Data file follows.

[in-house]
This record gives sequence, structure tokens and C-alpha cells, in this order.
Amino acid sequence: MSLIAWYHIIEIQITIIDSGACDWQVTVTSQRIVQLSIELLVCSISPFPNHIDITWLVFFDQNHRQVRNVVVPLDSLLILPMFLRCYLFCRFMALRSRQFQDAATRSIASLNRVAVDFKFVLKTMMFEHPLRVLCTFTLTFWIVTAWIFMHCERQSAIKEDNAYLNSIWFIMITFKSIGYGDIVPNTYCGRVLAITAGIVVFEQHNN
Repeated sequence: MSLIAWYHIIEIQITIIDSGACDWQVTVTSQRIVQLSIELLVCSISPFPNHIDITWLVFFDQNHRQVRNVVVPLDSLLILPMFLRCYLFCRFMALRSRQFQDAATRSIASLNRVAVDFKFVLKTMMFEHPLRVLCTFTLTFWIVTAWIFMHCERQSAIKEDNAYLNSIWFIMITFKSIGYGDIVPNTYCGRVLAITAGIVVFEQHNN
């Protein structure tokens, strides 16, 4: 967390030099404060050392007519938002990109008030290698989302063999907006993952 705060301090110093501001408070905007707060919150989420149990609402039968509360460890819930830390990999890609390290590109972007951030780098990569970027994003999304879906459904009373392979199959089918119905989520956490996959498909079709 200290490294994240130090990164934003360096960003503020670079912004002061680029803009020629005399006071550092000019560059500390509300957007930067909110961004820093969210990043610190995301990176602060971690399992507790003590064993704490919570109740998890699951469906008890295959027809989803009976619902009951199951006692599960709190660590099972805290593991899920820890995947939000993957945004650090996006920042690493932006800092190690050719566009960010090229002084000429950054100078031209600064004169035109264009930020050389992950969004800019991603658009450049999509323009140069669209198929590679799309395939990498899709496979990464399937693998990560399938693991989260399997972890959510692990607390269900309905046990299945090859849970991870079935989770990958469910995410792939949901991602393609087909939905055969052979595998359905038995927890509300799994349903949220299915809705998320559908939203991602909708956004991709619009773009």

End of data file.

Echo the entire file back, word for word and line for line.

[in-house]
This record gives sequence, structure tokens and C-alpha cells, in this order.
Amino acid sequence: MSLIAWYHIIEIQITIIDSGACDWQVTVTSQRIVQLSIELLVCSISPFPNHIDITWLVFFDQNHRQVRNVVVPLDSLLILPMFLRCYLFCRFMALRSRQFQDAATRSIASLNRVAVDFKFVLKTMMFEHPLRVLCTFTLTFWIVTAWIFMHCERQSAIKEDNAYLNSIWFIMITFKSIGYGDIVPNTYCGRVLAITAGIVVFEQHNN
Repeated sequence: MSLIAWYHIIEIQITIIDSGACDWQVTVTSQRIVQLSIELLVCSISPFPNHIDITWLVFFDQNHRQVRNVVVPLDSLLILPMFLRCYLFCRFMALRSRQFQDAATRSIASLNRVAVDFKFVLKTMMFEHPLRVLCTFTLTFWIVTAWIFMHCERQSAIKEDNAYLNSIWFIMITFKSIGYGDIVPNTYCGRVLAITAGIVVFEQHNN
């Protein structure tokens, strides 16, 4: 967390030099404060050392007519938002990109008030290698989302063999907006993952 705060301090110093501001408070905007707060919150989420149990609402039968509360460890819930830390990999890609390290590109972007951030780098990569970027994003999304879906459904009373392979199959089918119905989520956490996959498909079709 200290490294994240130090990164934003360096960003503020670079912004002061680029803009020629005399006071550092000019560059500390509300957007930067909110961004820093969210990043610190995301990176602060971690399992507790003590064993704490919570109740998890699951469906008890295959027809989803009976619902009951199951006692599960709190660590099972805290593991899920820890995947939000993957945004650090996006920042690493932006800092190690050719566009960010090229002084000429950054100078031209600064004169035109264009930020050389992950969004800019991603658009450049999509323009140069669209198929590679799309395939990498899709496979990464399937693998990560399938693991989260399997972890959510692990607390269900309905046990299945090859849970991870079935989770990958469910995410792939949901991602393609087909939905055969052979595998359905038995927890509300799994349903949220299915809705998320559908939203991602909708956004991709619009773009």